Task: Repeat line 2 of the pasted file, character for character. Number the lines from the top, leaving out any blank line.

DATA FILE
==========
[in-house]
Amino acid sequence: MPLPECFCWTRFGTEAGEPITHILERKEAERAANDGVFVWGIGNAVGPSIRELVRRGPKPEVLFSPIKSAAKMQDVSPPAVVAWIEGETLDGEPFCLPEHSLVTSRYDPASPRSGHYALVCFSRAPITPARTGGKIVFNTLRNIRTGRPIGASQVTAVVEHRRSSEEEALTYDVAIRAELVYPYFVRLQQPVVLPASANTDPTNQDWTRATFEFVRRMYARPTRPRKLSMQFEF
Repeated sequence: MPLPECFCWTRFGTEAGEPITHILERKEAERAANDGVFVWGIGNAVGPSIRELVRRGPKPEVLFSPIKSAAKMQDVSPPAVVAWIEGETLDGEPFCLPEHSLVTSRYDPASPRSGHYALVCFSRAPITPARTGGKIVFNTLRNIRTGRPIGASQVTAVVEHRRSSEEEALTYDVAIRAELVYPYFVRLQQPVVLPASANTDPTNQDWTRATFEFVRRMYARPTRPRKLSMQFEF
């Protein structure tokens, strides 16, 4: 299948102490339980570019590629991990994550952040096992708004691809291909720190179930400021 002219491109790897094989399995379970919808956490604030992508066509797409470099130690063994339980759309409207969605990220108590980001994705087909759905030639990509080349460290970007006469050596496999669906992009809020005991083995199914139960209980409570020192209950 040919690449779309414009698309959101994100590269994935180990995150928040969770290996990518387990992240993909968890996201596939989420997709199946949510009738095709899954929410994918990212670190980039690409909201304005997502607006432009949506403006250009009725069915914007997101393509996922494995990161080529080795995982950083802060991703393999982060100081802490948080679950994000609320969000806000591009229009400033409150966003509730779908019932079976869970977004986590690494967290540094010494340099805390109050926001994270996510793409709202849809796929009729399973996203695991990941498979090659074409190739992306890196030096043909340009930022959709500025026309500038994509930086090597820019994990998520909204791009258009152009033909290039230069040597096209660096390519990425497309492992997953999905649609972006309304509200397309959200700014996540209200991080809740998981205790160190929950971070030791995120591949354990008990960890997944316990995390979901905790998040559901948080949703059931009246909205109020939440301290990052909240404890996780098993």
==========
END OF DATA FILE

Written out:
Amino acid sequence: MPLPECFCWTRFGTEAGEPITHILERKEAERAANDGVFVWGIGNAVGPSIRELVRRGPKPEVLFSPIKSAAKMQDVSPPAVVAWIEGETLDGEPFCLPEHSLVTSRYDPASPRSGHYALVCFSRAPITPARTGGKIVFNTLRNIRTGRPIGASQVTAVVEHRRSSEEEALTYDVAIRAELVYPYFVRLQQPVVLPASANTDPTNQDWTRATFEFVRRMYARPTRPRKLSMQFEF